Under pressure from newly elected county Supervisor Brian Bilbray, the San Diego County Department of Health Services proposed in a report released Thursday that San Diego County become the lead agency in devising a plan to end the flow of sewage into the United States from Mexico.
The report also said that it is reasonable to assume that some cases of disease have been caused by the sewage--even though county health officials have yet to link a single case of illness directly to the spillage.
"It is highly likely . . . that because of the long-term nature of the pollution, disease has occurred whether or not it has been recognized," the report said. "The longer the pollution goes unchecked, the greater the chance of disease being documented."
Samples taken from the sewage have revealed salmonella and non-epidemic cholera as well as other bacteria and viruses that are known to cause disease when ingested by humans, the report said.
Sewage in amounts as high as 5 million gallons a day has long flowed across the border from Tijuana's outdated sewer system, and much of it is routinely pumped to a San Diego treatment facility. The problem was worsened in December, when Mexican workers damaged two steel sewer mains, sending effluent north and contaminating ocean water off Imperial Beach to levels 24 times greater than normal.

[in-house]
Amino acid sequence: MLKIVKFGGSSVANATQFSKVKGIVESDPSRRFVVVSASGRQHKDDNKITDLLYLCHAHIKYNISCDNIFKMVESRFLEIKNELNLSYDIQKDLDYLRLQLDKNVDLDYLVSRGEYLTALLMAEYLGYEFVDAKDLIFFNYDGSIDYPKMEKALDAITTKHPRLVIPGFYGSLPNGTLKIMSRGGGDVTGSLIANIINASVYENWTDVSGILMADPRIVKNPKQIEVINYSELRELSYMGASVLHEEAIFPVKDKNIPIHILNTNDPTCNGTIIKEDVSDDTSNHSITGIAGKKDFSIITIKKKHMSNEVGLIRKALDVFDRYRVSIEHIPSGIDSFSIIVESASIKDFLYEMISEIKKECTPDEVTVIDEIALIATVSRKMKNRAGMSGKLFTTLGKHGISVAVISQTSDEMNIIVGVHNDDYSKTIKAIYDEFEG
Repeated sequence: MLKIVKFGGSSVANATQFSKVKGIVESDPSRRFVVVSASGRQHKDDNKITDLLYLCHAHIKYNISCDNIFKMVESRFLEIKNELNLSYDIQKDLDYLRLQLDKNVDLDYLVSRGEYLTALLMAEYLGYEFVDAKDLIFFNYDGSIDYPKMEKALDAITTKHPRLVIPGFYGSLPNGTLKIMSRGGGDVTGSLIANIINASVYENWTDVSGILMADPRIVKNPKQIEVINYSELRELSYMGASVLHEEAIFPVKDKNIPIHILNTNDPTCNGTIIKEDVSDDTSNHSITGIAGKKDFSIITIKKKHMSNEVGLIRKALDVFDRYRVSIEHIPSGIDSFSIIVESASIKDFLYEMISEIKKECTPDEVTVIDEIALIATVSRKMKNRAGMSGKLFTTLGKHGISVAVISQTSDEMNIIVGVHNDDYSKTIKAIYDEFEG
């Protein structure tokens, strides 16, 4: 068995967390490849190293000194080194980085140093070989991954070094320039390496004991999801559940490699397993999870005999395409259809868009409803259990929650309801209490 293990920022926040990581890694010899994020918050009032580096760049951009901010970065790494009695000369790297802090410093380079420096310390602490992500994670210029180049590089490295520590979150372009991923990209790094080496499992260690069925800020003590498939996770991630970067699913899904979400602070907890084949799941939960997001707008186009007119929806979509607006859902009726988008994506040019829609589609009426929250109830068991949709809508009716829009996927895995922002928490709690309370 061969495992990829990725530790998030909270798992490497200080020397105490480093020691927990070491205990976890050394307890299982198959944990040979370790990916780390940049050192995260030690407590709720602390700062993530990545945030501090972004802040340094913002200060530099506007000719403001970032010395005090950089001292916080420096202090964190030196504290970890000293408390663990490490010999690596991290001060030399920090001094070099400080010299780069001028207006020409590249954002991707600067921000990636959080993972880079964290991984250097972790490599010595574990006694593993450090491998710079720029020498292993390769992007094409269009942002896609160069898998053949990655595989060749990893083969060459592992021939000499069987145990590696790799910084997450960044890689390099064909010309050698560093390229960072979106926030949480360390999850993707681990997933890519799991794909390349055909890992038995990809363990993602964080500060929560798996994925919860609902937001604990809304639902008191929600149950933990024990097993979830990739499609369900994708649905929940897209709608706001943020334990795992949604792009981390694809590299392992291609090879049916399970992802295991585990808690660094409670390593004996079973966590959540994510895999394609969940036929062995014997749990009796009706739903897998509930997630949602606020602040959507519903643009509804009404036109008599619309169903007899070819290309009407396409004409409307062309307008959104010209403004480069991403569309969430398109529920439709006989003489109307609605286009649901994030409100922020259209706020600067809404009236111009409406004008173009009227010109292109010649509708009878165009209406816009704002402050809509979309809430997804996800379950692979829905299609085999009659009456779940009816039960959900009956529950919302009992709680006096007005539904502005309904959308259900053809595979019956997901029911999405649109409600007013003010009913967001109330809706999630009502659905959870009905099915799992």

Prepared by Health Services Director Donald G. Ramras and Assistant Chief Administrative Officer David Janssen at Bilbray's request, the county report proposed that the Board of Supervisors approve the assignment of a special staff member to coordinate plans for ending the sewage problem.
Bilbray, the former mayor of Imperial Beach, said he was just as impressed with the report's suggestion that the county try to provide the leadership necessary to solve the complex problem that until now has been mainly the purview of the City of San Diego and the federal government.
"This is not just a city problem," he said. "It's a regional problem, an international problem."